I would say it was even before the season started. This has been a long time coming. I’m sure you’ve heard me saying this before and I have. However, there is something inside of me that is pushing me to go ahead and move forward. There’s also another opportunity for me to be a part of a show that is very popular, but I can’t say more because nothing has been signed yet.
You’ve also been vocal about wanting to be a judge. Is that discussion taking place now, especially with Len leaving?
They are very well aware that I want that seat. It’s not that I just want it, I just know that I can contribute because I am an expert in ballroom dancing. I can say that with confidence. I can also say that my teaching methods haven’t been known to being sugar coated. I have a lot of experience doing “Dance Moms.” Len is really technical and really tells you how it is. That is my style. It would be nice to see two women on the panel! I don’t know where they’re heading with this. I know they still have the huge finale coming up, and they want to get through the season, but they are very well aware. They have been very well aware for probably a few years now. So unfortunately, that decision is not up to me. I would love to still be a part of the family, I just would love a different role on the show, just like anybody after 26 seasons of having that same title. I think it’s important, for me at least, to feel like, okay, let’s grow together as a brand and also for me as a person. If that’s not with the show, then I’m moving forward and I’m moving on.
When you look back, is there a moment or dance that stands out as one of your favorite memories?
I always love being a part of someone’s journey, whether that be with Jack Osbourne, who has MS and dance was able to really help him get through it, or someone like Rob Kardashian. The goal was just to beat his sister Kim when she did it, and then we made it to second place. It was really hard for me to get Rob in the studio in the beginning, because he was so insecure and didn’t want to do this, clearly. He started to learn to love it and grew. It’s so great to get somebody out of their shell. I believe that dance and movement does that to you. It gives you a sense of confidence, and that’s the one thing I dance for — no matter how I felt, even if it was a horrible day, once I started moving my body, I just felt so much better with my mental health.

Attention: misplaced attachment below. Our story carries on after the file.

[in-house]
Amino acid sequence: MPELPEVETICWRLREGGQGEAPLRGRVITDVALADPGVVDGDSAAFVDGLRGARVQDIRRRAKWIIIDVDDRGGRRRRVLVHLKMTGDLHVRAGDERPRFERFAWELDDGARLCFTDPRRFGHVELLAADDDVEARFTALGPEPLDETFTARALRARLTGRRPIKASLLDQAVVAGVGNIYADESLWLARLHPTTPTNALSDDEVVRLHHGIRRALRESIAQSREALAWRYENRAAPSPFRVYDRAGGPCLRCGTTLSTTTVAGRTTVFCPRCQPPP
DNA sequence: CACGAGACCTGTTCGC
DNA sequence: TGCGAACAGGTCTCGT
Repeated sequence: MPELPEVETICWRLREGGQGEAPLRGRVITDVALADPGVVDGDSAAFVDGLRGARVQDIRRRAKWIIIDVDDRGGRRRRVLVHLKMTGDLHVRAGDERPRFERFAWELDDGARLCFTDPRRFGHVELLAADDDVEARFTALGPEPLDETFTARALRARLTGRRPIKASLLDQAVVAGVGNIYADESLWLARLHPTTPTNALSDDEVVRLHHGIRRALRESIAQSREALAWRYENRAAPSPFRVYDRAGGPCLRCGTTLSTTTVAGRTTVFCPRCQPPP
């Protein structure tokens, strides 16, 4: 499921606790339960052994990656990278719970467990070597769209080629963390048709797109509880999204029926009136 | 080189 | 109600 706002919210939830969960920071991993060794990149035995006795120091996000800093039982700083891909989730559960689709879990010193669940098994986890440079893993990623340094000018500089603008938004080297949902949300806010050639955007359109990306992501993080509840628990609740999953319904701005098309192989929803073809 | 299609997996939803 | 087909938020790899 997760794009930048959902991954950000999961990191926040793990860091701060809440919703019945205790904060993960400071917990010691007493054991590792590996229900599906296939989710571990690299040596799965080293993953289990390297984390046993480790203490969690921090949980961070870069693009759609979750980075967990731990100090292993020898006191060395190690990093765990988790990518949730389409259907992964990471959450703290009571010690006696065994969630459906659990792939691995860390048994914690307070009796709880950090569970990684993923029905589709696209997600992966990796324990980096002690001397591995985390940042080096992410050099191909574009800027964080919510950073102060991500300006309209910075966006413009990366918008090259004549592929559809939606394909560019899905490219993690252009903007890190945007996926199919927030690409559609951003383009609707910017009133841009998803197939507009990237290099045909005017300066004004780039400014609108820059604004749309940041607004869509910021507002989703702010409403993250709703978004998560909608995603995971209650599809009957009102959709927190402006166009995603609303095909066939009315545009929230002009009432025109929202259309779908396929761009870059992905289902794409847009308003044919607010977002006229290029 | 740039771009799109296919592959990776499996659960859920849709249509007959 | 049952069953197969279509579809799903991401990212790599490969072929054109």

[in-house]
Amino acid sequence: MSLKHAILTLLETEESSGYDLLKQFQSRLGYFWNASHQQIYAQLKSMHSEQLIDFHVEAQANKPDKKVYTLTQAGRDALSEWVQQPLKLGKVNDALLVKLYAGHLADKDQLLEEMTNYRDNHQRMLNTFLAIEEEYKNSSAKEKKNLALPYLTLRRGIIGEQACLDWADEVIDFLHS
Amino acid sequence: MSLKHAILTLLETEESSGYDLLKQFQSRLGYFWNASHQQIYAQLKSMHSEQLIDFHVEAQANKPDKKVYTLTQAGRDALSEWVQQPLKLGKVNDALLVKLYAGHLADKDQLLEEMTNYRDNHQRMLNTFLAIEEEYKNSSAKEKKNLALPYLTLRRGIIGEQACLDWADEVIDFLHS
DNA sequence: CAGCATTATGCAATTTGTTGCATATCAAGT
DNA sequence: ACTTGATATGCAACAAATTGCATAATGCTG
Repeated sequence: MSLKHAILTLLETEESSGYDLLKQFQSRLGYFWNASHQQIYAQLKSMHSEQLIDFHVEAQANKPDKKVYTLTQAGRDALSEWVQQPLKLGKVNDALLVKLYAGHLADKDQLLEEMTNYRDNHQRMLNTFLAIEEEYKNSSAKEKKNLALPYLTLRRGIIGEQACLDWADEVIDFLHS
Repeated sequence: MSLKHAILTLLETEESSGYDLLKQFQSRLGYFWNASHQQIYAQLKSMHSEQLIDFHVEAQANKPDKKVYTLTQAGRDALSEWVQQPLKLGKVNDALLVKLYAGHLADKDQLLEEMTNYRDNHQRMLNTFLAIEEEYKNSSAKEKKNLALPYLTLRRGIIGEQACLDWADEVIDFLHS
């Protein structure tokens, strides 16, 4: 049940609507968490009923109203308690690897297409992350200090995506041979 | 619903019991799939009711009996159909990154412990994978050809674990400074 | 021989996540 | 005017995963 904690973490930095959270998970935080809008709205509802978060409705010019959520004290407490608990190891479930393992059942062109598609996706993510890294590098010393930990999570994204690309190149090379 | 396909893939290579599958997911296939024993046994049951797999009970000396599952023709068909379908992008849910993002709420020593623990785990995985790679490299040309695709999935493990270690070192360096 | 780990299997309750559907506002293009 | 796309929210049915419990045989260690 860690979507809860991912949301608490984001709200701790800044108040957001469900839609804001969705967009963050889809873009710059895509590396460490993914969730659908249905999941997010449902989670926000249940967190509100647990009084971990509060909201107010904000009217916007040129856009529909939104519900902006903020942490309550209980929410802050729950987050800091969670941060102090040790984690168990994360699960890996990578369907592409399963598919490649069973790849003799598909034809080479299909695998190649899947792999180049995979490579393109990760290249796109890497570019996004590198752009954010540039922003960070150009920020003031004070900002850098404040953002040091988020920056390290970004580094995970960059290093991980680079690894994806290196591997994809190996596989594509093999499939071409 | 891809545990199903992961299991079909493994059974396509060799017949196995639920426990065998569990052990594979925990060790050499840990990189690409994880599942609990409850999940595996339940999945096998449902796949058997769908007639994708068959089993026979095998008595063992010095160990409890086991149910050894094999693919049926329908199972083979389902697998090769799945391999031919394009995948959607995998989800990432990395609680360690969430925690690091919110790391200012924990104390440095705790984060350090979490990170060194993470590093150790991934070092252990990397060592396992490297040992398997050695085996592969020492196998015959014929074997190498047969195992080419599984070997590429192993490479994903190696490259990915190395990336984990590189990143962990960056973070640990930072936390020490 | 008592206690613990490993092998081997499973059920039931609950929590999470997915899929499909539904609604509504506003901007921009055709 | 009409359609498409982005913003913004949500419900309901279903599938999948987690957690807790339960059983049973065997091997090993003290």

You’ve really impacted viewers with so many of these partnerships, most recently with AJ McLean as you were both so open about your sobriety journeys.
I would like to say that one of my good qualities would be my authenticity of the person and I don’t think I’ll ever veer the other way. I think that it’s important for me to continue to evolve. I have done so much growing as a person and soul searching, especially during my divorce. There were those times in the beginning, where we weren’t even separated yet, all I had at that moment was just me and the work that I was doing within myself. I think that with anybody, you won’t feel good if you feel stagnant. That’s where I’m at right now. I made a huge decision in my personal life and it’s kind of time for me to now take it full circle and actually practice what I preach.
Lastly, what can we expect from your final dance? Louis and you are the originals!
He recommended me for the job and I credit him for even getting the producers to want to interview me. We did this dance [in Season 2] to Barry Manilow’s “Copacabana.” We’re doing kind of a remixed version of it. I’m starting it off with Pasha, and we’re doing an Argentine Tango to celebrate a big farewell party as my last dance in the ballroom, which is so sad. Hopefully, I won’t be crying off my eyelashes, even though that that could happen.
The finale of “Dancing With the Stars” airs on Disney+ on Monday, Nov. 21 at 8 p.m.